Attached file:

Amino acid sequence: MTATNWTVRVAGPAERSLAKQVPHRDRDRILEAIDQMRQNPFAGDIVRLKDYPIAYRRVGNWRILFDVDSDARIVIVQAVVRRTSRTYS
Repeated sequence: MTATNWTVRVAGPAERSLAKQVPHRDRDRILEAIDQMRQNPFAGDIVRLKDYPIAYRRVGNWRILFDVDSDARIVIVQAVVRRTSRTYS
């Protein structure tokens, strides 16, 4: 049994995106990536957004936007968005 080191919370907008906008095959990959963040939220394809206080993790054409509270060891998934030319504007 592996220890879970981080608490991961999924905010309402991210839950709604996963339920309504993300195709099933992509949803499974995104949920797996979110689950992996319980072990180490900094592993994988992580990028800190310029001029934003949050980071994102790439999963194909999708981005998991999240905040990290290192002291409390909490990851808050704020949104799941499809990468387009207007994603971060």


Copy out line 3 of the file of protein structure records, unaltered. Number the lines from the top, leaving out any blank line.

């Protein structure tokens, strides 16, 4: 049994995106990536957004936007968005 080191919370907008906008095959990959963040939220394809206080993790054409509270060891998934030319504007 592996220890879970981080608490991961999924905010309402991210839950709604996963339920309504993300195709099933992509949803499974995104949920797996979110689950992996319980072990180490900094592993994988992580990028800190310029001029934003949050980071994102790439999963194909999708981005998991999240905040990290290192002291409390909490990851808050704020949104799941499809990468387009207007994603971060």